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Hawaii brings back Cold War era sirens to warn of nuclear attack
Hawaii will resume nuclear warning sirens for the first time in 30 years this week, amid growing concerns about a strike from North Korea.
The state will sound its Cold War-era air raid sirens on Friday for about 60 seconds across the islands, and will do so monthly thereafter to prepare citizens for an attack, a Hawaii Emergency Management Agency spokesperson told Reuters.
Along with the air raid warnings, officials are releasing public service announcements telling citizens to "get inside, stay inside and stay tuned" when the sirens sound, Reuters learned.
North Korea has launched several ballistic missiles in recent months, which experts have calculated could possibly reach the Hawaiian Islands, home to many key U.S. military bases.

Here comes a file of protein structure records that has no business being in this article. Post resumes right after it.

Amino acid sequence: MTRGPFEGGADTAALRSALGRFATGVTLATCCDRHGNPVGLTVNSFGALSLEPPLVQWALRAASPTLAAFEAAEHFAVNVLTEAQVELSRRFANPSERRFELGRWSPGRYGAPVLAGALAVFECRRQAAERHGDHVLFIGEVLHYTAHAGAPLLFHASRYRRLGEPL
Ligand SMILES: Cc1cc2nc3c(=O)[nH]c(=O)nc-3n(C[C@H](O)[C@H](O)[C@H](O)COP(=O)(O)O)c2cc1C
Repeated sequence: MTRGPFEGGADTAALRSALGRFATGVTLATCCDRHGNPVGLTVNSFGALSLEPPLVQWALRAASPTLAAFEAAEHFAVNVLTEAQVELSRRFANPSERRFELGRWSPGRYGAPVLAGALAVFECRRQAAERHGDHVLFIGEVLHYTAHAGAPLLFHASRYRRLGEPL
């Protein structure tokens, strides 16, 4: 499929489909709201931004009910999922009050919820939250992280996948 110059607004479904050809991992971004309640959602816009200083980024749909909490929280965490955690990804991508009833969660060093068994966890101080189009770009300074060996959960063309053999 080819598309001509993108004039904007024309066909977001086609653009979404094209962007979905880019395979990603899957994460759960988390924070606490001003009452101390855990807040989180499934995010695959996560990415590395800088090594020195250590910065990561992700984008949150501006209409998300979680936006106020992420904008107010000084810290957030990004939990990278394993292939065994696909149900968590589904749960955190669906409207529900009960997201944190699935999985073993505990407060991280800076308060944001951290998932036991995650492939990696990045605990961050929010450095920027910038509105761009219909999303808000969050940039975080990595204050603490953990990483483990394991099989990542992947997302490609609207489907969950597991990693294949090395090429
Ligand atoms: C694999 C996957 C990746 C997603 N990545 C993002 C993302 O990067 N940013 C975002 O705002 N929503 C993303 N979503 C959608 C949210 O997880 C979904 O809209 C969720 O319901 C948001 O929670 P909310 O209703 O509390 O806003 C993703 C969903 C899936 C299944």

North Korean leader Kim Jong Un previously threatened to launch missiles at Guam, a U.S. territory west of Hawaii.
U.S. Pacific Command would reportedly order officials to sound the sirens in the case of an actual missile launch, giving residents between 12 and 15 minutes to take cover.
Vern Miyagi, chief of the state's emergency agency told Reuters there were concerns that reviving the sirens would scare residents.
But he said the effort was based on "the best science that we have on what would happen if that weapon hit Honolulu or the assumed targets."